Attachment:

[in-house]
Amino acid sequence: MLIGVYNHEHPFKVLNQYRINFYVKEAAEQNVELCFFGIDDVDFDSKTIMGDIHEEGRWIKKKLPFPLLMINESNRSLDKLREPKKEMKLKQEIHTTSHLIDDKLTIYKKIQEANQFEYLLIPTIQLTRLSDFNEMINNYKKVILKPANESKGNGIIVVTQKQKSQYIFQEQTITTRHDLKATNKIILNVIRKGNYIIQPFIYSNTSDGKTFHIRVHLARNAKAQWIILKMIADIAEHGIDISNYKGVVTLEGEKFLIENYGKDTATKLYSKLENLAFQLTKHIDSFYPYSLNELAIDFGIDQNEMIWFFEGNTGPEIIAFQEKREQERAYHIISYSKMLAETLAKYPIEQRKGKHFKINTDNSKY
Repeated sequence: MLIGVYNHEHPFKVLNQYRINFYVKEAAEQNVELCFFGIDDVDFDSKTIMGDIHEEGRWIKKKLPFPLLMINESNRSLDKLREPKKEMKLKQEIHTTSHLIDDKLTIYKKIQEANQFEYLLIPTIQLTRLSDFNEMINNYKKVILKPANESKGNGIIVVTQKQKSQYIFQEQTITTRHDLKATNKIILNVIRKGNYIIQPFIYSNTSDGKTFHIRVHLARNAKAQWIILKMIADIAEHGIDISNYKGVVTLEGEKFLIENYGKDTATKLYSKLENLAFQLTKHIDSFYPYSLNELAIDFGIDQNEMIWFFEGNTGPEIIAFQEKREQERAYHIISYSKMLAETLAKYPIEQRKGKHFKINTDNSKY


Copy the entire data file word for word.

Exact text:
[in-house]
Amino acid sequence: MLIGVYNHEHPFKVLNQYRINFYVKEAAEQNVELCFFGIDDVDFDSKTIMGDIHEEGRWIKKKLPFPLLMINESNRSLDKLREPKKEMKLKQEIHTTSHLIDDKLTIYKKIQEANQFEYLLIPTIQLTRLSDFNEMINNYKKVILKPANESKGNGIIVVTQKQKSQYIFQEQTITTRHDLKATNKIILNVIRKGNYIIQPFIYSNTSDGKTFHIRVHLARNAKAQWIILKMIADIAEHGIDISNYKGVVTLEGEKFLIENYGKDTATKLYSKLENLAFQLTKHIDSFYPYSLNELAIDFGIDQNEMIWFFEGNTGPEIIAFQEKREQERAYHIISYSKMLAETLAKYPIEQRKGKHFKINTDNSKY
Repeated sequence: MLIGVYNHEHPFKVLNQYRINFYVKEAAEQNVELCFFGIDDVDFDSKTIMGDIHEEGRWIKKKLPFPLLMINESNRSLDKLREPKKEMKLKQEIHTTSHLIDDKLTIYKKIQEANQFEYLLIPTIQLTRLSDFNEMINNYKKVILKPANESKGNGIIVVTQKQKSQYIFQEQTITTRHDLKATNKIILNVIRKGNYIIQPFIYSNTSDGKTFHIRVHLARNAKAQWIILKMIADIAEHGIDISNYKGVVTLEGEKFLIENYGKDTATKLYSKLENLAFQLTKHIDSFYPYSLNELAIDFGIDQNEMIWFFEGNTGPEIIAFQEKREQERAYHIISYSKMLAETLAKYPIEQRKGKHFKINTDNSKY